J Korean Med Assoc.  2010 Jul;53(7):615-622. 10.5124/jkma.2010.53.7.615.

Imaging Diagnosis of Sports Injury

  • 1Department of Radiology, Samsung medical Center, Sungkyunkwan University School of Medicine, Seoul, Korea. ycyoon@skku.edu


Increased number of population participating in sports results in unavoidably increase of incidence of sports injury. It also causes a rise of total healthcare expenditure. Because the technology of a variety of imaging modalities and treatment for sports injury is rapidly developed, an up-to-date knowledge on technology is critical for the sports physician. Advances in areas of nuclear medicine, magnetic resonance imaging, ultrasonography, and multi-detector computed tomography, provides a variety of options to physician in the process of patient evaluation. Therefore, they should be aware of strength, limitation, indications, contraindications, and diagnostic accuracy of diagnostic tools.


Sports medicine; Radiology; Magnetic resonance imaging; Computed tomography; Ultrasound

MeSH Terms

Athletic Injuries
Delivery of Health Care
Health Expenditures
Magnetic Resonance Imaging
Nuclear Medicine
Sports Medicine


  • Figure 1 A patient with calcaneal stress fracture. (A) A lateral foot plain radiograph shows no definite fracture line on calcaneus. (B)Whole body bone scintigraphy shows increased uptake at right hind foot area.

  • Figure 2 A patient with intra-articular calcaneal fracture. (A) A lateral foot plain radiograph shows suspicious vertical radiolucent fracture line at calcaneal body. (B) Sagittal reformatted CT image clearly shows the fracture line extending to subtalar joint. (C) Three-dimensional (3D) image with surface shaded technique (SSD) shows multiple fracture lines at a glance.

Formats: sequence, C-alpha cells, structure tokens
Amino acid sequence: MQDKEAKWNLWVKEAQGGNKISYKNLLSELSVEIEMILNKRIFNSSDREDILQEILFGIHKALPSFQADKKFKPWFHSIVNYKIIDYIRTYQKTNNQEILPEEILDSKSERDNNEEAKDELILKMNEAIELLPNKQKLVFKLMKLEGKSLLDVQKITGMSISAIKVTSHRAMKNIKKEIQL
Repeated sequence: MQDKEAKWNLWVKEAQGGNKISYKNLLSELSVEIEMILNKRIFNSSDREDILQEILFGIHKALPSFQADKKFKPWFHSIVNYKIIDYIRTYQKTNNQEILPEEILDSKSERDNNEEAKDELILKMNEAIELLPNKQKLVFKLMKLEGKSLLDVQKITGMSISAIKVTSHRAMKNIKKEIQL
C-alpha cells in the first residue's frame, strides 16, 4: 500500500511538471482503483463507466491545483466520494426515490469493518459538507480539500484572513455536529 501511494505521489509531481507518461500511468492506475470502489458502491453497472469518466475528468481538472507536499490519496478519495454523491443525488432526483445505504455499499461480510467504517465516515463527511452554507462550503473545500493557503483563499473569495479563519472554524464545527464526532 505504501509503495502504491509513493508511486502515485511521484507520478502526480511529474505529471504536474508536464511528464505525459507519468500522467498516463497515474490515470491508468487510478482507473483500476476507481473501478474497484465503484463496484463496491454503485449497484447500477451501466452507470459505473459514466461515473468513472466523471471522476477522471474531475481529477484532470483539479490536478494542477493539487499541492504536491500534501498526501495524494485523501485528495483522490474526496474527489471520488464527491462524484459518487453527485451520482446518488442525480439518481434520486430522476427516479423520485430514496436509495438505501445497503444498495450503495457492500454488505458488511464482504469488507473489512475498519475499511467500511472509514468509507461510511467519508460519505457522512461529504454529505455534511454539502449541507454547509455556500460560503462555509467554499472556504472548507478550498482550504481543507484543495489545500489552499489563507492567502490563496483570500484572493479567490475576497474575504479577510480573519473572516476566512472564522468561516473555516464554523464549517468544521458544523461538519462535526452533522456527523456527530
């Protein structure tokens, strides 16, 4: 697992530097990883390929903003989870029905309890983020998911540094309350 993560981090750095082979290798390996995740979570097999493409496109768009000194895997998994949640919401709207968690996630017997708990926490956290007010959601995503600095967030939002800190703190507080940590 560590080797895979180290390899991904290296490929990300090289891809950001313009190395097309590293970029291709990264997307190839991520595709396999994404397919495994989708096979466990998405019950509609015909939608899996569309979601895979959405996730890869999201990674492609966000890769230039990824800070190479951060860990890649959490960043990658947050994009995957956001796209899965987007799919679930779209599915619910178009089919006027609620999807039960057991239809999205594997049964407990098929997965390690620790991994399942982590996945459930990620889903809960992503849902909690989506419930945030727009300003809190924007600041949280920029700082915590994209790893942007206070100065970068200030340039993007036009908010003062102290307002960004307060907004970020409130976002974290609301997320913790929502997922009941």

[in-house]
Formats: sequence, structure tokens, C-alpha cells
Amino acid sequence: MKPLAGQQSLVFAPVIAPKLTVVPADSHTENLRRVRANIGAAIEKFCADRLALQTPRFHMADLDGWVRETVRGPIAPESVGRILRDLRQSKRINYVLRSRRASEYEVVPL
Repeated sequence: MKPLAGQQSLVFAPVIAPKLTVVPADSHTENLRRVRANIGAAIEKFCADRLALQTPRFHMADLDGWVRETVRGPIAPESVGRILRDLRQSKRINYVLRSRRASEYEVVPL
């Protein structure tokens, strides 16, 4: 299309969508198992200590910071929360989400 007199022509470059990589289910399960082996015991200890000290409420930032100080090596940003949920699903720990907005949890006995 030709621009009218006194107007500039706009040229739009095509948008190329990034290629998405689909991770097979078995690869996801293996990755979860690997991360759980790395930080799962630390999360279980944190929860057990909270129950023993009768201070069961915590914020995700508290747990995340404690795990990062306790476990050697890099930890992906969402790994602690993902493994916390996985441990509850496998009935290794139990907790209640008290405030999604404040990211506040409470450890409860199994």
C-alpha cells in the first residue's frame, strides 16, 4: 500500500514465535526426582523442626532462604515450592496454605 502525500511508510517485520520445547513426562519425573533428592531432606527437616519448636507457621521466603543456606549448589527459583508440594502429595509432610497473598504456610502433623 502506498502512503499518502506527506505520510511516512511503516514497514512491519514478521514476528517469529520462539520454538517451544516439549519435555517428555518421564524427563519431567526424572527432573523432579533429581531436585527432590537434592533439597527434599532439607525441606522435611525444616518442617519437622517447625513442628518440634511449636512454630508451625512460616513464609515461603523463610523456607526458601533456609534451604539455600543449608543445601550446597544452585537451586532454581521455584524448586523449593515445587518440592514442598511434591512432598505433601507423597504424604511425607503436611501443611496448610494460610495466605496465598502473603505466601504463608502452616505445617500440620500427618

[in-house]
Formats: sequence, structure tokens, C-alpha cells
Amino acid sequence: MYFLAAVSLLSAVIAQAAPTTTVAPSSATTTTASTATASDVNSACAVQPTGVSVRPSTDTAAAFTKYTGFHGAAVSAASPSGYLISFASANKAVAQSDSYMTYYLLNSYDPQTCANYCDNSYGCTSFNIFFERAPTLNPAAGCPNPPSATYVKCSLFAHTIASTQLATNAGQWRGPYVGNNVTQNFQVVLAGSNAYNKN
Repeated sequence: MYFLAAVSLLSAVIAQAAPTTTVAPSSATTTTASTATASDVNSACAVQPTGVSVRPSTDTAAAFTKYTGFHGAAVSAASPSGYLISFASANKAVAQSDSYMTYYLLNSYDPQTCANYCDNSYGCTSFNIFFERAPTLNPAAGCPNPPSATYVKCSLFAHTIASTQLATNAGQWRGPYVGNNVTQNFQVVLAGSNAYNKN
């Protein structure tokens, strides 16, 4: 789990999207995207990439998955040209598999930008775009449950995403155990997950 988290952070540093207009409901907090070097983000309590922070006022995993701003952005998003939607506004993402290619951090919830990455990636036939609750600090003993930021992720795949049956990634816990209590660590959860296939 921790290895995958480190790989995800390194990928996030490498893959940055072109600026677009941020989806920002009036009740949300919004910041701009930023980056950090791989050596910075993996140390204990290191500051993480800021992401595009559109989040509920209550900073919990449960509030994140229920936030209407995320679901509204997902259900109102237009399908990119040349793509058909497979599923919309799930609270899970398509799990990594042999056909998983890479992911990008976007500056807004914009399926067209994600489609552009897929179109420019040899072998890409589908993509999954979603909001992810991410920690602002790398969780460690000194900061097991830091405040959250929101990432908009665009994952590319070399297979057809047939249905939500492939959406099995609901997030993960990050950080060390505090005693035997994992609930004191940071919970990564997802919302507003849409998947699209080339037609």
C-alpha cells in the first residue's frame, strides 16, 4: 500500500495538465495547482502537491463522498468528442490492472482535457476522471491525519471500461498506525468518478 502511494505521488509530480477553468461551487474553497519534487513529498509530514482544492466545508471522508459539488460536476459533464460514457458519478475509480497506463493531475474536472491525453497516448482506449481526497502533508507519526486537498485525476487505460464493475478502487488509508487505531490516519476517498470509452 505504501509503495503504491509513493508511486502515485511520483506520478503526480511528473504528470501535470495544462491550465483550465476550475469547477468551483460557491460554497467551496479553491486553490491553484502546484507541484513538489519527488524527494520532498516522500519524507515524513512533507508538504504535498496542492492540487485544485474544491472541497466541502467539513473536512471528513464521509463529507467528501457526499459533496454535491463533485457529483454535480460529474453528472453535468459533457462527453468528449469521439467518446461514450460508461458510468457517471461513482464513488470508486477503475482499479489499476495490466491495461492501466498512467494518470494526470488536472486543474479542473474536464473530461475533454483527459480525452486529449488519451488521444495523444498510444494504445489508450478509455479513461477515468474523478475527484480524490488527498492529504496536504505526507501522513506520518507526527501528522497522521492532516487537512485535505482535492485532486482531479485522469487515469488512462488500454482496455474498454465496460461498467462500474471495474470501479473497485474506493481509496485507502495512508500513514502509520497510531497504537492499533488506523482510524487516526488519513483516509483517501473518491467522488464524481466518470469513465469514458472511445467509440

• Figure 3 A patient with full-thickness tears of supraspinatus tendon. Oblique sagittal reformatted (A) and oblique coronal reformatted (B) image of shoulder CT arthrography show contrast material which injected into glenohumeral joint traverse (arrow) the supraspinatus tendon (asterisk) and reach to subacromial-subdeltoid bursa (arrowheads).

  • Figure 4 A patient with complete tear of extensor pollicis longus tendon (EPL) A. Transverse sonography at the level of distal radius shows empty right third extensor compartment (arrows). B. extended field of view image shows swollen distal part of EPL which disrupted at scaphoid level.

  • Figure 5 US guided subacromial injection procedure. Needle tip is located between mildly thickened subdeltoid bursal wall (arrowheads).

  • Figure 6 A patient with transient patellar lateral subluxation. (A) Patellar skyline view of right knee shows linear increased opacity parallel to medial patellar facet (arrow) representing osteochondral fracture fragment. (B) Transaxial image of saturated proton density weighted MR image shows subchondral bone marrow contusion at medial patellar facet and lateral femoral condyle (arrows) and osteochondral fracture fragment from medial patellar facet (arrowheads).

  • Figure 7 A patient of medial meniscus horizontal tear. Proton density weighted coronal (A), sagittal (B), and transaxial (C) images show intrameniscal linear high signal intensity area which extend to inferior articular surface (arrows in A and B, arrowheads in C), and multilocular fluid-like high signal intensity area representing parameniscal cysts (arrow in C).


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